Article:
The rise of pocket-rocket Kurt-Lee Arendse, and the introduction of the exciting prospect that is Canan Moodie, makes it a tantalisingly easy and one-sided discussion that it is best to discard the old and ship in the new.
Johannesburg – Recently, there has been a narrative that has reared its head that clearly decrees that Makazola Mapimpi’s time as a Springbok is over.
It is easy to understand why.
The rise of pocket-rocket Kurt-Lee Arendse, and the introduction of the exciting prospect that is Canan Moodie into the national set-up, makes it a tantalisingly easy and one-sided discussion that it is best to discard the old and ship in the new.
Mapimpi, after all, is no spring-chicken anymore and at 32 has entered the twilight of his career. In Arendse and Moodie, the Boks have two younger men – the latter has only recently stepped out of his teenage years to join the rest of us in adulting – that are just as talented.
Mapimpi then, has a growing list of detractors that have been swooned by the shiny new arrival of that duo and that quarter of the fanbase will feel he will have to put in a massive shift against England on Saturday (kick-off 7.30pm) to justify his continued participation at Test level.
The veteran of 35 Tests will start the final match of Boks’ End of Year Tour in the No.11 jumper, filling the shoes of Cheslin Kolbe, who has returned to France due to club commitments and the fact that the upcoming clash falls outside of the Test window.
Of course, that opinion above is not universal – Mapimpi still has many supporters, Jacques Nienaber included.
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The Bok mentor was at pains to explain at the team announcement on Tuesday that the recent omission of Mapimpi had very little to do with the wing’s ability. Rather, it is a concerted effort by the team’s management to give other players an opportunity to earn experience and further develop their game at the highest level.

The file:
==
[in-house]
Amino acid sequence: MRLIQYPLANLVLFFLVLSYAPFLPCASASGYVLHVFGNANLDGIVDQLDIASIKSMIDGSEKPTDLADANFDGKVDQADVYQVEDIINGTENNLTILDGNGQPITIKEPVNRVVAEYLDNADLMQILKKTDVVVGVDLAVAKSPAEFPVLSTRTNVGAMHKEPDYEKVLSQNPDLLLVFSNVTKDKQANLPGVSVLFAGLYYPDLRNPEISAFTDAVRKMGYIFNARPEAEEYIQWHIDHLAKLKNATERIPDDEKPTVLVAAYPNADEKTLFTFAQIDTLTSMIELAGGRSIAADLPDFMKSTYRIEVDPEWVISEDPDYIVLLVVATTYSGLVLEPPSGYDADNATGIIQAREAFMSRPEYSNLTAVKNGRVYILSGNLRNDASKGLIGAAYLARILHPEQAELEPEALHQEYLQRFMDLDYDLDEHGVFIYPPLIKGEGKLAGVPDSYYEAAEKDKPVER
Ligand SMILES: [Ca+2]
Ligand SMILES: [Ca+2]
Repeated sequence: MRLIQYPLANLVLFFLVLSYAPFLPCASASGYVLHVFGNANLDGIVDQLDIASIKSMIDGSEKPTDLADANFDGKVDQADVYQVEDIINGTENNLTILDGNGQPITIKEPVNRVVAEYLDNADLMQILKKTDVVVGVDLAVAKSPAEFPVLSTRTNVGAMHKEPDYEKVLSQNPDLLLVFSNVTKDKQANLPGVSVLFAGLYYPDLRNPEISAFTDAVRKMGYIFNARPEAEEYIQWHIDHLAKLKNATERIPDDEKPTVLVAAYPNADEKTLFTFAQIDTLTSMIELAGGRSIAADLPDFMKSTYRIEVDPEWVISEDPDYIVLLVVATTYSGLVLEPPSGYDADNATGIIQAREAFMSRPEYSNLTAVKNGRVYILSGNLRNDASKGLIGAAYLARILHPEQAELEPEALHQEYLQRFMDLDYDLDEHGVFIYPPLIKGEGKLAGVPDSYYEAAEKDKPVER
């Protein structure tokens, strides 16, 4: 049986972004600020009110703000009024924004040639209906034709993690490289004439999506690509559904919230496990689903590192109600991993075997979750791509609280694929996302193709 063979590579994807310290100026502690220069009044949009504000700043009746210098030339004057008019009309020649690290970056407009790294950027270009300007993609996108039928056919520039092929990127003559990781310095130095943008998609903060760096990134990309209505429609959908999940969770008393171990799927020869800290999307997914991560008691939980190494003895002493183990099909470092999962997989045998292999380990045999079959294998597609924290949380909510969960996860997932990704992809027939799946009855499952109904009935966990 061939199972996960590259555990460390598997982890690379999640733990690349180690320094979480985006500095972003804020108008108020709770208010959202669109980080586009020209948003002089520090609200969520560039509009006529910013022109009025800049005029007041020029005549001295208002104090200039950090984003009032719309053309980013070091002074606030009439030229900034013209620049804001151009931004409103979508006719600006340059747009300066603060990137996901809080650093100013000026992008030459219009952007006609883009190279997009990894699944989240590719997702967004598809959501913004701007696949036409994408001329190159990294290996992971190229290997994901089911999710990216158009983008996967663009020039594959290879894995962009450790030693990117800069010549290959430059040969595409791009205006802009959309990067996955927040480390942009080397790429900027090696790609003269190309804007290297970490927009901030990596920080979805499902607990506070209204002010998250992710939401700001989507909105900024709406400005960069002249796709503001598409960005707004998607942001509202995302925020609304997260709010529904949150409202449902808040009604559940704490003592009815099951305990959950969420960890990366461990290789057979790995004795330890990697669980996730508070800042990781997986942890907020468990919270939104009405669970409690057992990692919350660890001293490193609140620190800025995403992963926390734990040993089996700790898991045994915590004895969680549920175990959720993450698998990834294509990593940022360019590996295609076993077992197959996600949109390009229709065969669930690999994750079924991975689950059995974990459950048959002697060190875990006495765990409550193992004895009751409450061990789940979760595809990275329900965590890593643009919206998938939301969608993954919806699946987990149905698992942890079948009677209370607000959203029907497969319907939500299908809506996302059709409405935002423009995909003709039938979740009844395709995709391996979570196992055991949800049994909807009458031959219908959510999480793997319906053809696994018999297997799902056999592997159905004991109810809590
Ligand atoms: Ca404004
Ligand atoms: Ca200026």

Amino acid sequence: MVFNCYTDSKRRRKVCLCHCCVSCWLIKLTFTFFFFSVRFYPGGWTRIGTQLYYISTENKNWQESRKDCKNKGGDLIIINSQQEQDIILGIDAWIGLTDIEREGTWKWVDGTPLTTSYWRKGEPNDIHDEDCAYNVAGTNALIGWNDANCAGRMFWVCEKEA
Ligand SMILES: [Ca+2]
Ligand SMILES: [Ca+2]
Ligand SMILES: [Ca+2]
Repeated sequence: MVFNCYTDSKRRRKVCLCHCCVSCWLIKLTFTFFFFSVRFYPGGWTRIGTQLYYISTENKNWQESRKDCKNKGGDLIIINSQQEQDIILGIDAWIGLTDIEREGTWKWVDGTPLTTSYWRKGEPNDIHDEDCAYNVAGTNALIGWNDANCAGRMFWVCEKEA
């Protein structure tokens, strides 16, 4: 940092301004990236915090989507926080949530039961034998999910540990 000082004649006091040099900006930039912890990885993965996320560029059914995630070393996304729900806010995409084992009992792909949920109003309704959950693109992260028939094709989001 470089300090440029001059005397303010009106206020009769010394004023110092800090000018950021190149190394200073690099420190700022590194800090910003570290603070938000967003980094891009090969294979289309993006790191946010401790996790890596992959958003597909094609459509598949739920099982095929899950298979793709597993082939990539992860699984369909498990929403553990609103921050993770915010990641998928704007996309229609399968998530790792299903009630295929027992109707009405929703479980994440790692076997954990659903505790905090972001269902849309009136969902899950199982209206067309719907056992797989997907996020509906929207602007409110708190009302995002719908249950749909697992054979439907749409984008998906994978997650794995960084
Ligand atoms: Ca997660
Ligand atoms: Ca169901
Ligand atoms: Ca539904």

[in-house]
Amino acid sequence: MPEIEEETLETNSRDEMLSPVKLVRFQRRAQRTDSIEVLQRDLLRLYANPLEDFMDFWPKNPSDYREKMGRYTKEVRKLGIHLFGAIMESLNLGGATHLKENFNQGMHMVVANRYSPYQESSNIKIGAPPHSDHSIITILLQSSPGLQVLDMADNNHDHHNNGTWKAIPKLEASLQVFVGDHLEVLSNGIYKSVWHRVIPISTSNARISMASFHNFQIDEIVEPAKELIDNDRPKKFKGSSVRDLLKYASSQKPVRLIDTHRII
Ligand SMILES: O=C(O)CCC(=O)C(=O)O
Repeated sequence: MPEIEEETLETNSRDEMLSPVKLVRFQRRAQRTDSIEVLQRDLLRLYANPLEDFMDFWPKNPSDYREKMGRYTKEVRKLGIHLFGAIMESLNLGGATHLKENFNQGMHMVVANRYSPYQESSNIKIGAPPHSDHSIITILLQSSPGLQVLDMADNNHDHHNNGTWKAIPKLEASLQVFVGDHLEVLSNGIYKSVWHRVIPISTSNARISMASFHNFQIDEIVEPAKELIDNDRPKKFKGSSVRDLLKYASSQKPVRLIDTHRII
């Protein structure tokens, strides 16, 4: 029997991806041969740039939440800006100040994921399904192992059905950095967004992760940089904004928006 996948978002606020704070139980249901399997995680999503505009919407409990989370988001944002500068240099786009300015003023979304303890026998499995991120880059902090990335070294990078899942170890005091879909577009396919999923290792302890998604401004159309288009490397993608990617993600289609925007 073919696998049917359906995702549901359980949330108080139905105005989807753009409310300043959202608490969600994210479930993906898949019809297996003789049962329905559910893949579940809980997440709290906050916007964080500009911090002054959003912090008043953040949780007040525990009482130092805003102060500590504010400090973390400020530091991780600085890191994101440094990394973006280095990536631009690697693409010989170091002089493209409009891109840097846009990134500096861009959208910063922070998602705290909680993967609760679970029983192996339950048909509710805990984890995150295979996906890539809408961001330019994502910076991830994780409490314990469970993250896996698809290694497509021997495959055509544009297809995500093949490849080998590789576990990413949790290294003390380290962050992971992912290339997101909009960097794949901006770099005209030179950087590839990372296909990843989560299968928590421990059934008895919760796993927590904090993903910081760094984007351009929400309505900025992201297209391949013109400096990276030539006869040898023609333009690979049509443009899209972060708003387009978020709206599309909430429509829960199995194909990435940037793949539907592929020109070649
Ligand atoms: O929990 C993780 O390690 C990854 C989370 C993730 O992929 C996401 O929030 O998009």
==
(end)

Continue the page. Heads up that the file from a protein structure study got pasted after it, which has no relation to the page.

Reading between the lines, it is also clear that Mapimpi’s role within the team has changed from greenhorn to a more senior mentorship within the squad.
“Sometimes there are just a bunch of guys that are in-front of you (that need game time),” Nienaber explained in Afrikaans, “and that is why (Mapimpi) hasn’t had many opportunities lately.
“It is not because he isn’t good enough. There are a few guys that have now got a bit more experience and who are ahead of him in the pecking order at this level.
“Makazole knows what we are trying to achieve in terms of our strategies against the teams we have recently played; and to give a guy like Kurt-Lee a bit more experience. That is how tight this group is – we can make changes like that without it affecting the players.”
Indeed, Nienaber mused, the fact that Mapimpi can easily sit on the sidelines was a show of strength and a clear indication that the plan to build depth ahead of the Rugby World Cup in France next year, is well on track.
“Obviously,” he continued, “the guys are disappointed when they are not chosen, but they get over it quickly and you start helping the match-day team prepare.
“With Makazole, we know the quality that we have but we have built our depth if you look at the development of Canan and Kurt-Lee.
“We also have Cheslin there, and we haven’t even touched on Sbu (Nkosi), who is injured, or Aphelele Fassi, who is also injured. We have lekker depth there in that department now,” he concluded.